He Ru Follow us: Make a7 your Homepage
      Free Daily Israel Report

      Arutz 7 Most Read Stories

      Blogs


      Russian Scientist Denies Being the 'Brains' of Iran Nuke Program

      Russian scientist Vyacheslav Danilenk denies being the likely “brains” behind the Iranian nuclear project.
      By David Lev
      First Publish: 11/10/2011, 12:53 PM

      Scientist (illustrative)
      Scientist (illustrative)
      Morguefile: courtesy Mary B. Thorman

      Russian scientist Vyacheslav Danilenko on Thursday denied that he had helped Iran develop its nuclear program. Danilenko had been pegged by the Washington Post on Wednesday as the likely “brains” behind the Iranian nuclear project.

      According to sources familiar with the International Atomic Energy Agency report due out this week, a “foreign expert” had helped Iran develop a "high explosives detonation system.” The expert was not identified in the report, but the Post, citing intelligence reports, said that it was Danilenko. The veteran scientist, who is a top researcher on nanotechnology and had allegedly worked on the Soviet Union's nuclear development program as well, denied that he was the individual in question.

      Top Russian newspaper Kommersant said that it had tracked down Danilenko, now 76, and had asked him about the report. In response, the scientist said that “I am not a nuclear physicist and am not the founder of the Iranian nuclear program.”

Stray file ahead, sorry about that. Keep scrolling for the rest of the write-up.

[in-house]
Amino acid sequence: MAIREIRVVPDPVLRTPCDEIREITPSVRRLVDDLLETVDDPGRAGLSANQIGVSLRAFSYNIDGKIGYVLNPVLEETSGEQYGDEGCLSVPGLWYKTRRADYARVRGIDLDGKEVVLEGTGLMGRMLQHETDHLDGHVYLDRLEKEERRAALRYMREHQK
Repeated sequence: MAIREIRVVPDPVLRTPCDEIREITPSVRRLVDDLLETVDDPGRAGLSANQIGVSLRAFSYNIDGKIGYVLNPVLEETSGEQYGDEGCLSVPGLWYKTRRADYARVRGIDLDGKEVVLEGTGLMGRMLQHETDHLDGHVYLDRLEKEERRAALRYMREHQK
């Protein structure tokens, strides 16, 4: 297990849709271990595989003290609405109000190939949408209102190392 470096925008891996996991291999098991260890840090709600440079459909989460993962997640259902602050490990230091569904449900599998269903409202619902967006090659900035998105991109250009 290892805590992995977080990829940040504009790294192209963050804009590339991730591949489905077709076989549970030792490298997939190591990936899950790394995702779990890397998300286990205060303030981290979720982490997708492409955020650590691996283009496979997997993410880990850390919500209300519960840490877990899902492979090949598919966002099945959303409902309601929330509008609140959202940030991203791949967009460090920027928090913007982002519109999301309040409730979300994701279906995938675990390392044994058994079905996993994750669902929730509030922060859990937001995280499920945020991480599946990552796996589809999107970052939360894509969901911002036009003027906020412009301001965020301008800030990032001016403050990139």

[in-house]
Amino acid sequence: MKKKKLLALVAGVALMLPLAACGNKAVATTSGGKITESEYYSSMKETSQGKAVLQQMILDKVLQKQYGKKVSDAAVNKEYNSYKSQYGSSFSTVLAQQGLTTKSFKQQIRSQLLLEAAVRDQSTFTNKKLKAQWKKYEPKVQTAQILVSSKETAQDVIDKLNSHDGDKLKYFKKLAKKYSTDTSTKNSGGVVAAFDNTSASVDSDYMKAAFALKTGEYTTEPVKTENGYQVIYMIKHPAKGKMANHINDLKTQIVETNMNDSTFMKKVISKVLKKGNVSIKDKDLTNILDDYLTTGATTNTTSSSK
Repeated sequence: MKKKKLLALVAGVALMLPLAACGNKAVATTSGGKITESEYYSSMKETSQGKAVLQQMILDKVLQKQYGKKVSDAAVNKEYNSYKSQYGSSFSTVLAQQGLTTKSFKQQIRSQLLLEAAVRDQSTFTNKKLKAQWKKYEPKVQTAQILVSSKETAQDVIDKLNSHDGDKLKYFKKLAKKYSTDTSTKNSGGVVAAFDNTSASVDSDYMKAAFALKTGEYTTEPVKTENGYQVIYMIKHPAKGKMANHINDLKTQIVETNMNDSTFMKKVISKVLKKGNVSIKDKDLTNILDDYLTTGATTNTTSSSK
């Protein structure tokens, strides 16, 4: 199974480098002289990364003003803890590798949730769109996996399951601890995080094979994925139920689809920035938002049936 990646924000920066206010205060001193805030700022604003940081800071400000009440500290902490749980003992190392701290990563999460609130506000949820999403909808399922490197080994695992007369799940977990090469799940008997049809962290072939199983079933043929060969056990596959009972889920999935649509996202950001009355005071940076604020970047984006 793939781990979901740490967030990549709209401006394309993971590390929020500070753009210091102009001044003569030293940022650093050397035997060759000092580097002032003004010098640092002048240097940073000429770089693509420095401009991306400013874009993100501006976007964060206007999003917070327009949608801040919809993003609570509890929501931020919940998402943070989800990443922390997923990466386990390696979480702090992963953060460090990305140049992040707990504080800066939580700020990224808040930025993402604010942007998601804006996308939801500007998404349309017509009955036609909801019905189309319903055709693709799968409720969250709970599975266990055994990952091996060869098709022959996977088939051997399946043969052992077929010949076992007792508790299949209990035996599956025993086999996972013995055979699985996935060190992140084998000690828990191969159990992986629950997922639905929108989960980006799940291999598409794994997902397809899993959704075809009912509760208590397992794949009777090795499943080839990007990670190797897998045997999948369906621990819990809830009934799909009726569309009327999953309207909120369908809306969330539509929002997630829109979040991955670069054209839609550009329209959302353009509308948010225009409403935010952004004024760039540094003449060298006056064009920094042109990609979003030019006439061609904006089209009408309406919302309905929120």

Danlienko is best known for his research on detonation nanodiamonds – diamonds that are created as the result of large explosions. Danelinko was suspected by the IAEA of using his extensive background in explosives to help Iran build an implosion-type nuclear device, in which high explosives compress highly enriched uranium or plutonium until it reaches critical mass, triggering a chain reaction, the British Guardian reported Thursday. “However, in interviews with the IAEA, Danilenko is said to have insisted that he had been under the impression his advice would be used for purely civilian applications of explosive technology, sources close to the agency said,” the Guardian report added.

      The Kommersant report quoted Vladimir Padalko, who worked with Danilenko at Ukrainian nanodiamond company Alit from 1992 to 1996.  Padalko said that the IAEA had questioned him as well. “I told them that nanodiamonds have no relation whatsoever to nuclear weapons. They were interested in Danilenko's work in Iran," the paper quoted Padalko as saying, adding that Danilenko had worked in Iran for several years during the 1990s.